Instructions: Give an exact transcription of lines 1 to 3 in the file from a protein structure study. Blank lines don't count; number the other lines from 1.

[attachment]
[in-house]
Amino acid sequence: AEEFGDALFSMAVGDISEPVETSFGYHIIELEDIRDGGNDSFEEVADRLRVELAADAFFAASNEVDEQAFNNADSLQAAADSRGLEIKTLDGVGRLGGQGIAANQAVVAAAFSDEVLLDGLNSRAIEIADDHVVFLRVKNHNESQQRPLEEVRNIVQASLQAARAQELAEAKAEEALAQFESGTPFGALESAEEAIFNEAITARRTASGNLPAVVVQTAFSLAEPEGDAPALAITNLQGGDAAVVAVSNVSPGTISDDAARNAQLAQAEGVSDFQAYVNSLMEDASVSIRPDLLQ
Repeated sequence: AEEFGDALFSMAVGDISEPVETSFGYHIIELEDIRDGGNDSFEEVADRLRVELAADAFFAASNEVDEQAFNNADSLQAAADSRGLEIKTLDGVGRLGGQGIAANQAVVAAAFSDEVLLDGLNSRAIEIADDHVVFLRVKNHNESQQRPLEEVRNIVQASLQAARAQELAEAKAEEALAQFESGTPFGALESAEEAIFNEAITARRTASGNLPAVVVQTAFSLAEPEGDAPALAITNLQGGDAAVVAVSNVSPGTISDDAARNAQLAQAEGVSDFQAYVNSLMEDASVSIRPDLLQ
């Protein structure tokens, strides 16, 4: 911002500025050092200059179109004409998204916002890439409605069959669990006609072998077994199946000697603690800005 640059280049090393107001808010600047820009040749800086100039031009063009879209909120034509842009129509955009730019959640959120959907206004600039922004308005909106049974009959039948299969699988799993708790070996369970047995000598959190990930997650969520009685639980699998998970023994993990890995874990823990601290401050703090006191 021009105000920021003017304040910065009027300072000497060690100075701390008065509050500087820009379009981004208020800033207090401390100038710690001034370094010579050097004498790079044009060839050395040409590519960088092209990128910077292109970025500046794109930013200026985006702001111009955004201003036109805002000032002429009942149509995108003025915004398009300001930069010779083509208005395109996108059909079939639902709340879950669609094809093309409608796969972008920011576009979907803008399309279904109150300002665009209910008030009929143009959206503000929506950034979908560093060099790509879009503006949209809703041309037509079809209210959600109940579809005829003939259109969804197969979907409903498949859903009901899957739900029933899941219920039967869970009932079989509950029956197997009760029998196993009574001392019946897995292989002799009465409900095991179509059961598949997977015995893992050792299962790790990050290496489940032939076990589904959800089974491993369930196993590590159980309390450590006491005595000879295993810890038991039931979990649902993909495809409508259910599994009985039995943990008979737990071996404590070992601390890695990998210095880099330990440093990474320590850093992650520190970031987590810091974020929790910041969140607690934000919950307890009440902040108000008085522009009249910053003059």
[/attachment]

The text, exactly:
[in-house]
Amino acid sequence: AEEFGDALFSMAVGDISEPVETSFGYHIIELEDIRDGGNDSFEEVADRLRVELAADAFFAASNEVDEQAFNNADSLQAAADSRGLEIKTLDGVGRLGGQGIAANQAVVAAAFSDEVLLDGLNSRAIEIADDHVVFLRVKNHNESQQRPLEEVRNIVQASLQAARAQELAEAKAEEALAQFESGTPFGALESAEEAIFNEAITARRTASGNLPAVVVQTAFSLAEPEGDAPALAITNLQGGDAAVVAVSNVSPGTISDDAARNAQLAQAEGVSDFQAYVNSLMEDASVSIRPDLLQ
Repeated sequence: AEEFGDALFSMAVGDISEPVETSFGYHIIELEDIRDGGNDSFEEVADRLRVELAADAFFAASNEVDEQAFNNADSLQAAADSRGLEIKTLDGVGRLGGQGIAANQAVVAAAFSDEVLLDGLNSRAIEIADDHVVFLRVKNHNESQQRPLEEVRNIVQASLQAARAQELAEAKAEEALAQFESGTPFGALESAEEAIFNEAITARRTASGNLPAVVVQTAFSLAEPEGDAPALAITNLQGGDAAVVAVSNVSPGTISDDAARNAQLAQAEGVSDFQAYVNSLMEDASVSIRPDLLQ